Voices For Life

Voices for Life is an e-publication dedicated to informing and educating the public on pro-life and pro-family issues. We cover issues from conception until natural death, as well as all family life issues.

Monday, July 27, 2015

Greed Has Always Driven the Abortion Industry



by Anne Hendershott
Crisis Magazine 

For more than a century, abortion has created tremendous wealth for providers in the United States. That continues today as yet another shocking video has been released showing a top Planned Parenthood official discussing the sale of body parts of unborn children. And, although this news does not seem to disturb many on the pro-choice side, there was a time when most believed that ending the life of the unborn child was “so egregious an offense against nature” that it deserved the harshest penalties. It was an era when even the New York Times found the practice so abhorrent that their editorial staff responded to the 1878 death of Madame Restell, an infamous abortionist, with the statement that her passing was “a fitting end to an odious career.”

Madame Restell’s death occurred during a time when she held sway over New York City’s abortion industry—owning a network of abortion parlors throughout the city that stretched from her primary facility in a house on Chambers Street all the way across the River to Hoboken. She was joined in New York City’s burgeoning abortion business by dozens of other abortionists who were luridly described in New York’s National Police Gazette as “fiends who have made a business of professional murder and who have reaped the bloody harvest in quenching the immortal spark in thousands of the unborn.”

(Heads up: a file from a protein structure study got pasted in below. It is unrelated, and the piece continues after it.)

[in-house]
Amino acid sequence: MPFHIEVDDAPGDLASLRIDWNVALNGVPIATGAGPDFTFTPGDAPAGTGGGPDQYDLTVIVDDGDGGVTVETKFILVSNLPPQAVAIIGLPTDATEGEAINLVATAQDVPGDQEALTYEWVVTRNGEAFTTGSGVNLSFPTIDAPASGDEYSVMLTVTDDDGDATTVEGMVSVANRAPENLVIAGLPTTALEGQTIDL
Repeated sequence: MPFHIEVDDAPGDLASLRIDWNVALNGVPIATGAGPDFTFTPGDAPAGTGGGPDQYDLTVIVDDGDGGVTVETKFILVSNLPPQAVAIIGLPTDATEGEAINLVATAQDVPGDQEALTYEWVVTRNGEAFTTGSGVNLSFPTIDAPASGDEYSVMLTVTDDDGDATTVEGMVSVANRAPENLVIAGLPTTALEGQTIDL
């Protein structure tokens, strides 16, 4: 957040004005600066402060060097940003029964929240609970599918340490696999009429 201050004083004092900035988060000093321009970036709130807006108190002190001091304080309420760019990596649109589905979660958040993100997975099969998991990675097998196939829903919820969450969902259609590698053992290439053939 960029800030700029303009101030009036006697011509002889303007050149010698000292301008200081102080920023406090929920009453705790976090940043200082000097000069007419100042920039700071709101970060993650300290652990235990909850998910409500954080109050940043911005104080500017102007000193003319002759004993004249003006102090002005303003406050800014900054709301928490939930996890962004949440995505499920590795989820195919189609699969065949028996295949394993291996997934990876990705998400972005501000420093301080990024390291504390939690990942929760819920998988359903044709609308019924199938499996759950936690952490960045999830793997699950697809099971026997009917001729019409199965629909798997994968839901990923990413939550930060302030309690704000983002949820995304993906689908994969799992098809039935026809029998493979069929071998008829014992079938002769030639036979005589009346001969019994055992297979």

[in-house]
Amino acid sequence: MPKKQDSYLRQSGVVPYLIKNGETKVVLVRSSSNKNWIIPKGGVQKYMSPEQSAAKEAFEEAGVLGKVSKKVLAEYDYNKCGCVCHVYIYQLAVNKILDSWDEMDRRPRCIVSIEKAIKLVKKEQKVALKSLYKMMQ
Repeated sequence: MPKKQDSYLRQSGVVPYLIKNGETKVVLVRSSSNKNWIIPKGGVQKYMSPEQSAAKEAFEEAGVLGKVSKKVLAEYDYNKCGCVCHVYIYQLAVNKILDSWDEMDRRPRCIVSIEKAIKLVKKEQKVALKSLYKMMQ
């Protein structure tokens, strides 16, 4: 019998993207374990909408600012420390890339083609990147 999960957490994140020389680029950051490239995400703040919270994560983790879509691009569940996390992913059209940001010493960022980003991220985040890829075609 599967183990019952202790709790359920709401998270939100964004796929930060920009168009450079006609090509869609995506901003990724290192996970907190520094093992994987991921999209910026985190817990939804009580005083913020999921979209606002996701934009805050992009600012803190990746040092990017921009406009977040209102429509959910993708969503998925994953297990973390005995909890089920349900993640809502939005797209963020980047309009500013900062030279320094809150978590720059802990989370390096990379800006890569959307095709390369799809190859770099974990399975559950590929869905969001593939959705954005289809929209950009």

The practice of abortion has always been lucrative, and Restell was just the first to parlay the provision of abortion services into a personal fortune of more than a million dollars and a lavish Fifth Avenue brownstone described in the tabloids of the day as the “Mansion Built on Baby Skulls.” She shared the abortion profession with her husband, Charles Lohman, an ex-printer who took the name Mauriceau and advertised himself as a “doctor,” advocating early abortion with “potions and powders” as the “safest” alternative. Lohman specialized in creating abortifacients, which he sold for exorbitant prices. In the extensively researched Abortion Rites: A Social History of Abortion in America, author Marvin Olasky writes that “Mauriceau was a brazen Barnum with an audacious sales technique.”



Anne Hendershott is Professor of Sociology and Director of the Veritas Center at Franciscan University in Steubenville, Ohio.


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